Japan has lowered its economic growth forecast for 2012 as a cumulative effect of a rising yen, natural disasters and the eurozone debt crisis.
The Japanese government stated that the economy will expand at 2.2 percent in the fiscal year 2012, which is lower than the previous forecast for 2.7 to 2.9 percent growth. At the same time, the goverment sounded optimistic that the European sovereign debt crisis will ease next year. International trade and finance have been badly affected by the eurozone debt crisis, which has been threatening to pull down global economic growth.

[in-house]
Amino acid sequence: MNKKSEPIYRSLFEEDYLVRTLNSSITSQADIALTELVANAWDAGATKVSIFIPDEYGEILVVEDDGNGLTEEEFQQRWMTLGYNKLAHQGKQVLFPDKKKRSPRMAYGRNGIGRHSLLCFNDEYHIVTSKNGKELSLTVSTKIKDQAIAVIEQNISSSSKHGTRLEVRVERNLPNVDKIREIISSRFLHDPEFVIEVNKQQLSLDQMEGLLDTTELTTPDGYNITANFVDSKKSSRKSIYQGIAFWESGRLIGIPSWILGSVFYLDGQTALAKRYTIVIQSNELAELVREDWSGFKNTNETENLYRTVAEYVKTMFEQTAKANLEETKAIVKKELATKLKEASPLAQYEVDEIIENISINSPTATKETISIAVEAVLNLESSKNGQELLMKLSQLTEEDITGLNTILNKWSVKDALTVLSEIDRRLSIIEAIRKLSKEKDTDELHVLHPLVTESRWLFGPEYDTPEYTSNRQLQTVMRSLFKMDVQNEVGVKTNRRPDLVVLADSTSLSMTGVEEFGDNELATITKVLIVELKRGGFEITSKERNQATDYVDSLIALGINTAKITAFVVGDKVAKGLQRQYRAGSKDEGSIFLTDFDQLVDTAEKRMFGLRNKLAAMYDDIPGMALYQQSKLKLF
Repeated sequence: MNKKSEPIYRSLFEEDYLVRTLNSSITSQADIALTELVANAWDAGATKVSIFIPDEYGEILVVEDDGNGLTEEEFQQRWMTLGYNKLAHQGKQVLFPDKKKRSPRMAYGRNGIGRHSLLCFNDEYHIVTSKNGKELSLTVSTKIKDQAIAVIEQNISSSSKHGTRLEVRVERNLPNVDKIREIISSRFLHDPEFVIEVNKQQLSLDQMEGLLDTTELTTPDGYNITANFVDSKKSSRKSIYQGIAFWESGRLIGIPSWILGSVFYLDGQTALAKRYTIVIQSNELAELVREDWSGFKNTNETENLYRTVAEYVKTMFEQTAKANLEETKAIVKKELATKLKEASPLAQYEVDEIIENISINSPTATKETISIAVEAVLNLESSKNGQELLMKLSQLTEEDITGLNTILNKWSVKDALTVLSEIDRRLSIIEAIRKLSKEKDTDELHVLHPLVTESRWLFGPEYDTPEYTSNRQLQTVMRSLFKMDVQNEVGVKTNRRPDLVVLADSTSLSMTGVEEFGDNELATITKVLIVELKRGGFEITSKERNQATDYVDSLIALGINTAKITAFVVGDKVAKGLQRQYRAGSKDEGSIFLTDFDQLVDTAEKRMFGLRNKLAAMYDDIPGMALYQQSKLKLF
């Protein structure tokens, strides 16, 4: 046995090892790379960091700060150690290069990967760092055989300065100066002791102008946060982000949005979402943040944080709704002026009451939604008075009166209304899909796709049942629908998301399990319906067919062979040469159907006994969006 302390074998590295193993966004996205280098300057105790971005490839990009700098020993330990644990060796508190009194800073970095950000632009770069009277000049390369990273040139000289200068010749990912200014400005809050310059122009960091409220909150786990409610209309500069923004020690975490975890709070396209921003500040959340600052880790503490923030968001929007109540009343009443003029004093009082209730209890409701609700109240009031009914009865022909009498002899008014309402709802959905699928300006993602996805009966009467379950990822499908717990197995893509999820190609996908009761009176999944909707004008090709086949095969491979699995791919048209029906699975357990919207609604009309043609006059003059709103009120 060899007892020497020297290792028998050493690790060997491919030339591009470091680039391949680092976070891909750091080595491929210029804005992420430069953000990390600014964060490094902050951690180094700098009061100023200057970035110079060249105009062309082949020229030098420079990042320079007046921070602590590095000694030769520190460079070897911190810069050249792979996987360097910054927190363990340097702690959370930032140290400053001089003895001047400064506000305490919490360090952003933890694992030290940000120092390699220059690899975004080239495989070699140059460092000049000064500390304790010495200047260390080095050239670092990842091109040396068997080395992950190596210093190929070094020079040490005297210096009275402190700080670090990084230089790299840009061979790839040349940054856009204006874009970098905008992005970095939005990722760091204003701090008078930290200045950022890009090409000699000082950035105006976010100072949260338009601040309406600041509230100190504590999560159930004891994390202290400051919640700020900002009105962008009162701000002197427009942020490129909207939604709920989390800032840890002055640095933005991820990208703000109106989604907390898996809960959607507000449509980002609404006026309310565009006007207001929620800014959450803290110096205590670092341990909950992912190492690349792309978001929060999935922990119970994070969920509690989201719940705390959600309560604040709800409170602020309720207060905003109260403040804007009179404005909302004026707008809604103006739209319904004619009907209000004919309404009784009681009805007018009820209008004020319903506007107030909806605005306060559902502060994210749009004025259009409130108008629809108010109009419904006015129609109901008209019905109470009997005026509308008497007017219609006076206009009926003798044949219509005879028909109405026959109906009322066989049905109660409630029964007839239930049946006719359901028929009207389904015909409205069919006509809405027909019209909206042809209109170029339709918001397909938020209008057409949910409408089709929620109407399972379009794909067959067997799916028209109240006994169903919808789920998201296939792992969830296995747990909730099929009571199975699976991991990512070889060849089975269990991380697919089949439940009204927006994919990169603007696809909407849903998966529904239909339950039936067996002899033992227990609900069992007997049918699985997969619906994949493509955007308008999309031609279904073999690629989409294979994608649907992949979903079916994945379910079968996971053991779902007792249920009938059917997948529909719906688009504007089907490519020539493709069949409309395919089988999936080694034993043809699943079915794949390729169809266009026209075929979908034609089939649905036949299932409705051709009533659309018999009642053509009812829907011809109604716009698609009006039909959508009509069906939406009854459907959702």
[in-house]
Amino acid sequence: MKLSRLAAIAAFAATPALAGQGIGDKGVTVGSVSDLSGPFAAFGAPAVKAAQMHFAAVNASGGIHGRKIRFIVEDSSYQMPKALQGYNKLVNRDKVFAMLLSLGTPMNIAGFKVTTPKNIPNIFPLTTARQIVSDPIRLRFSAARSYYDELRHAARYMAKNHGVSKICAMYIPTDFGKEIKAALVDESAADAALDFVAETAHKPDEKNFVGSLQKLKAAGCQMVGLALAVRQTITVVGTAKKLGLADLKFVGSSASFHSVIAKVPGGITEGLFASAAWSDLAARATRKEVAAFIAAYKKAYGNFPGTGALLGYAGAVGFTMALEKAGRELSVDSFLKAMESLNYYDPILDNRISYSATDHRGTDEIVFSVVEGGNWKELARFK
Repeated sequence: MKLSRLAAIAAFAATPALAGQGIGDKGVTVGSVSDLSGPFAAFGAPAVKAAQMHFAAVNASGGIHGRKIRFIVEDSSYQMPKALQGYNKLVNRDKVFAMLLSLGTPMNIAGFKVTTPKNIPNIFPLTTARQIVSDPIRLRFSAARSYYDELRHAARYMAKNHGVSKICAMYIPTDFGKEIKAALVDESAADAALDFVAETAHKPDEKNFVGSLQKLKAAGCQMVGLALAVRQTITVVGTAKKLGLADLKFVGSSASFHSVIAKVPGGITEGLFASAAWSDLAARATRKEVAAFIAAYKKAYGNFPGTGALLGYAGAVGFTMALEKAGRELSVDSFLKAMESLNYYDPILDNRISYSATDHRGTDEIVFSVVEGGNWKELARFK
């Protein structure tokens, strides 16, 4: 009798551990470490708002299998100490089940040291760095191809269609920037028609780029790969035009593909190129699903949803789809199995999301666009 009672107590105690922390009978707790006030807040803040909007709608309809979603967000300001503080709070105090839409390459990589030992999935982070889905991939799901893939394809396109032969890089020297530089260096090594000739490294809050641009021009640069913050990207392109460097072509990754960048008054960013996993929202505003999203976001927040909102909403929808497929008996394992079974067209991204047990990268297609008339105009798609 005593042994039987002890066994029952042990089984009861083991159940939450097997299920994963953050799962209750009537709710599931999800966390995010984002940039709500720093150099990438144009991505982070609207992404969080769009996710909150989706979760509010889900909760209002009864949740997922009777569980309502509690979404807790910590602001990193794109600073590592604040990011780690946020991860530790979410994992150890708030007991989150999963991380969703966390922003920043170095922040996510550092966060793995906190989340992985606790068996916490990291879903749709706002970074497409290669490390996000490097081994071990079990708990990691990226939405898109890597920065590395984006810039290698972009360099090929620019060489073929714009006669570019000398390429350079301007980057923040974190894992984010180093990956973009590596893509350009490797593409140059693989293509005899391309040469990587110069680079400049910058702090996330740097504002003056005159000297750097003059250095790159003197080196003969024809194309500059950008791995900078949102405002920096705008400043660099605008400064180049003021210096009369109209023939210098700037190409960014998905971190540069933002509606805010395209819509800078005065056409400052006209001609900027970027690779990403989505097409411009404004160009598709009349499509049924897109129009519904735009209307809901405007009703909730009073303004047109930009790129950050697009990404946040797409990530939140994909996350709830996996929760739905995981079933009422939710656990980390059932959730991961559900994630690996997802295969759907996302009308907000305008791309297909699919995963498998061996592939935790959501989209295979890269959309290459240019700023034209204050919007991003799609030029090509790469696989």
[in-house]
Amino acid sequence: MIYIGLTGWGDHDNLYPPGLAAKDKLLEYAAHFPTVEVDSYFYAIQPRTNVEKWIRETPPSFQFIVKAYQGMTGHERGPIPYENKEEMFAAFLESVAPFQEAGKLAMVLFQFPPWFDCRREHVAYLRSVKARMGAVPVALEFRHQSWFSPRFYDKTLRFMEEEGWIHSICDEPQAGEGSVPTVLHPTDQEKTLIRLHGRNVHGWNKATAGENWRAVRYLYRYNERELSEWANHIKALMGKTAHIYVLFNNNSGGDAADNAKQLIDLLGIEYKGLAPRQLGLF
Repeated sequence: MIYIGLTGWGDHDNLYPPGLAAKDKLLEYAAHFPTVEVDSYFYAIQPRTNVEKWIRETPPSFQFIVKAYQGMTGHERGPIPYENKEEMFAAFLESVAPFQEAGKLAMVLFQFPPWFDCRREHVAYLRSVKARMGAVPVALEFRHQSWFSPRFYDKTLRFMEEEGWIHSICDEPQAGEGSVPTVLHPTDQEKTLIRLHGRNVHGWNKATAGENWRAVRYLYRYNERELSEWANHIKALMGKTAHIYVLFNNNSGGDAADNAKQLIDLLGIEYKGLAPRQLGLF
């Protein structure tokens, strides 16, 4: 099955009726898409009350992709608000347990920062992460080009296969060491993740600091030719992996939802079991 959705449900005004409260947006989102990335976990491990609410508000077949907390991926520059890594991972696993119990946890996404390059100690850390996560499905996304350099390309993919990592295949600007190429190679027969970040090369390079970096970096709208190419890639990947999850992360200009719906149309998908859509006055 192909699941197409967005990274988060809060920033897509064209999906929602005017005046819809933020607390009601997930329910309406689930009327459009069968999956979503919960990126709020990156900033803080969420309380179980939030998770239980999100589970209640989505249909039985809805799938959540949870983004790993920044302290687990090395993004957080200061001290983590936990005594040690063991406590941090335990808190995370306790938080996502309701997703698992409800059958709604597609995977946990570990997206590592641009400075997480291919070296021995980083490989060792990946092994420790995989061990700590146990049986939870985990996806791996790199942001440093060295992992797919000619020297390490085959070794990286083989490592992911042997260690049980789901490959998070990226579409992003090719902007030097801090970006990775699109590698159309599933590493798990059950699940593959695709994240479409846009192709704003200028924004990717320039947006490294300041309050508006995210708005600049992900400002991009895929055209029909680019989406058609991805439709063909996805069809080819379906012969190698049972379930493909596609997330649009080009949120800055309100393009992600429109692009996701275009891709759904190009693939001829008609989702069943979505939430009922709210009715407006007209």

The Cabinet of Prime Minister Yoshihiko Noda approved the revised estimates while projecting that Japan will face a trade deficit for fiscal 2011.
The government has stated that the March 11 earthquake and tsunami have seriously damaged the nation's economic activities for the current fiscal year. The economy picked up after the supply chain rebuilt itself quickly, the government stated.
But after summer, the recovery has slowed due to a quickly rising yen and the global economic slowdown brought about by the European sovereign debt crisis, it added. The strong yen and Europe's sovereign debt crisis have severely hurt the exports of the country.
In addition, unemployment is expected to stay close to 4.5 percent in fiscal 2011 and 4.3 percent in fiscal 2012.